This is a really good looking, compact, powerful RF amplifier based on a pair of 3-500Z tubes. Some would say ‘if its so good why are there so many 922 on the used market?’ There are different levels of used market. There are used items that are still very useful but where the owner has lost interest. There are used items with minor problems, and there are used items that have been used up. The majority of 922′s offered for sale have been used up and require a significant investment in time and treasure to effect resurrection..
If a seller admits to a power output of less than 1000 watts on any band, you can bet that the tubes are soft. Replacement tubes cost $360. Well, 3-500z’s are not all that great anyway. Actually the tubes are not the problem. The Kenwood design runs the tube filaments at a voltage higher than recommended by the tube manufacturer. Tube life in a 922 is only about 30% of what it should be. In other words you will be replacing tubes three times as often as you would had Kenwood obeyed the tube manufacturers recommendation. Put another way, at todays prices, It will cost you $720 more to run a 922 as compared to running a well designed amp with the same features. History shows that this cost will increase in the future as tube prices rise.
Wait, but that is not all!
Inrush current is great enough to eventually cause on/off switch failure. Total inrush current when turned on is 48 amps. Not sure how much of that is due to HV electrolytics charging as compared to cold filament surge, but I do know it is not good for the on/off switch.
Instability is invited by the high resistance path between tube ground and output tank assemblies ground.
T/R relay is slow enough to cause hot switching. Normally you switch the antenna before turning on the amp by removing cutoff bias. Not so in the 922. It is more fun to watch the sparks fly? The main features of the 922 T/R switch are: hot switching, mechanical noise, and a voltage level guaranteed to fry the PTT line of any modern exciter.
The Kenwood user manual actually has a section on a Spark Suppressor. The spark suppressor is designed to be a sacrificial spark gap to prevent arching the final tank capacitor. They reassure the user that the arching they will hear while running VOX is perfectly normal!!!! While this is definately not normal, leave the spark gap alone. It also protects the bandswitch.
I am not sure if this is a first but it is the first time I have seen a manufacturer officially design in a problem and ask customers to accept that problem as normal. The TL-922A I own had its short comings corrected as well as 10 meter capability restored.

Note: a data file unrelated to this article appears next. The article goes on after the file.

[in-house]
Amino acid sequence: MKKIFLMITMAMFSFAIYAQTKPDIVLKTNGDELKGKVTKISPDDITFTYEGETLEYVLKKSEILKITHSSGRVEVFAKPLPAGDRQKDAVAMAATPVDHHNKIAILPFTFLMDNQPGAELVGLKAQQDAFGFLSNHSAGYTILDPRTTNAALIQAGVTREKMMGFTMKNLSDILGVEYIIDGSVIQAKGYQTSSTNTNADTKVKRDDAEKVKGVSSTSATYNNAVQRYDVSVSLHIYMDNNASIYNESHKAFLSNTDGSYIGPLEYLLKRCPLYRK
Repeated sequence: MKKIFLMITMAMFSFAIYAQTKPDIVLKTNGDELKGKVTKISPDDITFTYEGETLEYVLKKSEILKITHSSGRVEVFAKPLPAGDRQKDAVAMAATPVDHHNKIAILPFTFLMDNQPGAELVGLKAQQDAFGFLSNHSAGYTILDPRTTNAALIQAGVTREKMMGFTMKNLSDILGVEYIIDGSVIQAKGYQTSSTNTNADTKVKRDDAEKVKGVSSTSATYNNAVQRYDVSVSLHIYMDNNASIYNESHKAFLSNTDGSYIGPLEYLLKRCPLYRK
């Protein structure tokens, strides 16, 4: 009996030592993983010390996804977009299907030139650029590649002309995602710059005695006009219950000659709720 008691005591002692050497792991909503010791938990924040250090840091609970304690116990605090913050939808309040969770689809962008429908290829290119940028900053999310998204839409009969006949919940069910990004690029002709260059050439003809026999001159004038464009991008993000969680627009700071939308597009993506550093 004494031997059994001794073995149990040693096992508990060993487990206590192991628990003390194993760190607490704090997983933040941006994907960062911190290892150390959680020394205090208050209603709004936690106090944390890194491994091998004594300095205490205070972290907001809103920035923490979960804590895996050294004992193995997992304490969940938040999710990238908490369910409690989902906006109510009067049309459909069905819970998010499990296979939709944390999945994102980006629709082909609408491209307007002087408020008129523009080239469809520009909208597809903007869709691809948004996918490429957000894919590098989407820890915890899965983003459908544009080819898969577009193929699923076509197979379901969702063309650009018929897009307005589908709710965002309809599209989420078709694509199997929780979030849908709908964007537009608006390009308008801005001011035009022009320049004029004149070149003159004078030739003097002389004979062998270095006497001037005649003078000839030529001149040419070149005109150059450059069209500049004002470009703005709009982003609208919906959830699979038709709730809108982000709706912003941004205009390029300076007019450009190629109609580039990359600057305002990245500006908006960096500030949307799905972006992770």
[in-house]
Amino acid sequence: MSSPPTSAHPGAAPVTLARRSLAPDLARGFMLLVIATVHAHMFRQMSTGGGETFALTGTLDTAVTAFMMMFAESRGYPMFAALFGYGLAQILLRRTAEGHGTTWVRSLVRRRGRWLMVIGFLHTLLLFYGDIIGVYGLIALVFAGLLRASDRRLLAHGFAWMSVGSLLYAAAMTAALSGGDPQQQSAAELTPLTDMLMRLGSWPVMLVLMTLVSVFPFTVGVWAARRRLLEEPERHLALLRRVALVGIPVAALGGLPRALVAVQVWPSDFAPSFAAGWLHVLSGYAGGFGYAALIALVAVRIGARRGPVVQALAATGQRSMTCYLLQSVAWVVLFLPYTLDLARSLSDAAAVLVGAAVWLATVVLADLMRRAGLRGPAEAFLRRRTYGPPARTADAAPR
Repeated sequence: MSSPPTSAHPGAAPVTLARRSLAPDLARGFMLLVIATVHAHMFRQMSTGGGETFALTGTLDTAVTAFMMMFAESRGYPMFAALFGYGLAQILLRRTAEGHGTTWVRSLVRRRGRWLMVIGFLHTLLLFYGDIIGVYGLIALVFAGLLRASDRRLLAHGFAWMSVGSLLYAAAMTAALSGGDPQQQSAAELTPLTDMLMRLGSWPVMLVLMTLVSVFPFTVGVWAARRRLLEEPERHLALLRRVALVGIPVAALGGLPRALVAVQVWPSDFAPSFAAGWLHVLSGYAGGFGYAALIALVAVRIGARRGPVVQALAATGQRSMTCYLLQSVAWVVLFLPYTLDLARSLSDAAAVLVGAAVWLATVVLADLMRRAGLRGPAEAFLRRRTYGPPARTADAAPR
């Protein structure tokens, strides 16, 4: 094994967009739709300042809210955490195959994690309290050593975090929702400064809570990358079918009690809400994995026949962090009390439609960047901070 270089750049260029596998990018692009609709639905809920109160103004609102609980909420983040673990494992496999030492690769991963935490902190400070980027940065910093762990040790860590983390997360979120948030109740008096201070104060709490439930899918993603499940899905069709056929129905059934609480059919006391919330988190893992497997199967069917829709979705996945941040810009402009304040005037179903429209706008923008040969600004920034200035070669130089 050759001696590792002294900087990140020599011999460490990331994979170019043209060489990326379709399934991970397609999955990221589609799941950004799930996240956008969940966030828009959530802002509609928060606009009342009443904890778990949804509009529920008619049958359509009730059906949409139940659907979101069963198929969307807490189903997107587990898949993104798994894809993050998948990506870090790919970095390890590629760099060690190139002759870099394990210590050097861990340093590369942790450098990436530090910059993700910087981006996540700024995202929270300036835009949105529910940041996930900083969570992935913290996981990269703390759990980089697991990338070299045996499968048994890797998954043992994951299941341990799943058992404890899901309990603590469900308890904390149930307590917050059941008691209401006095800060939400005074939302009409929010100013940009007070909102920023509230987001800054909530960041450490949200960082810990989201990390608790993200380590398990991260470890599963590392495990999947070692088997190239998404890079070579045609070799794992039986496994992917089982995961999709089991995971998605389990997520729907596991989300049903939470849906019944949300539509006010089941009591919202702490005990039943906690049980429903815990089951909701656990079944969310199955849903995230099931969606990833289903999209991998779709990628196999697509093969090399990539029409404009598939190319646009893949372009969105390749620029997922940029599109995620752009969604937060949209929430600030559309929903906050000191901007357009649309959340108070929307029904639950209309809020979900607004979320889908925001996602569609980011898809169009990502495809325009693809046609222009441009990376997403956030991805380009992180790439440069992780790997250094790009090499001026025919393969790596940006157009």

The 922 design is over 20 years old. Those electrolytic filter caps in the HV supply are most likely dried out and have lost a good portion of their ability to store electrical energy. Replacement cost is around $150.
All these problems have solutions. Parts cost to implement solutions to all these problems is about $700 and if you are a less than accomplished technician, you can add $300 in labor costs. Wow, that is $1000 right there! Add the $900 people are asking for their used up amps and we are close to $2000.
Now, if I had nearly $2000 to put down on an amp, would I spend it on trying to correct mistakes of the past or look for something of value like a well designed and maintained Alpha?
If you are a good technician and a fair scrounger, you can resurrect an old 922, ending up with a good 3-500z amp, for under $500. Now if you figure in a used purchase price of $700 for the amp, we are at $1200 total. Can you buy a new (or used) amp in this power class for $1200? I think so but you might not find one as well built mechanically as the 922.
A good 922, one that has been de-fanged and all its problems solved is worth $1000. That means you should not pay more than $500 for an old TL-922 and then only if you are good at fixing things and don’t mind working for free.
This is the reason you see so many TL-922′s on the used market, and since people are asking twice what they are worth, you will probably see more and more of them in the future.
If you can wait five years, you might be able to pick up a used unmodified 922 for under $300. Assuming you can still get a matched pair of 3-500z’s for under $500 at that time, it might be a good inexpensive way to run some serious power.
After using this amp for several weeks I decided to check the input SWR on all bands after I discovered that it was necessary to use a six and a half foot coax cable between the exciter and amplifier to ensure a good match. All bands except 80 meters had SWRs levels below 1.5:1. The SWR on 80/75 meters was 3:1. The schematic of the input circuit had a coil padded with 220pf mica caps on both ends of the coil. The caps in the amp were 120pf mica. Evidently some at Kenwood decided parts is parts when they built this amp. I added mica capacitors to bring the total capacitance up to what was called out in the schematic and the SWR dropped to below 1.5:1 on 80/75 meters.
I understand that modifying this amp voids the warrenty. I guess that s because the manufacturer wants you to use the equipment the way they intended, all screwed up. I am really worried about the warrantee on a factory messed up amp that is over 20 years old!
While considering mods lets remember that over modification is never a cure for over or under engineering. I recently found an article advocating the removal of the interlock switch controlling primary power to the HV transformer. The reason given for this modification was that the switch might fail and limit current to the transformer and cause damage!!!! I guess that person just did not like interlock switches, almost as much as I don’t like modifications that don’t make sense.
Beware of claims like ‘this modification does not effect the amp.’ If that is true then why do the mod?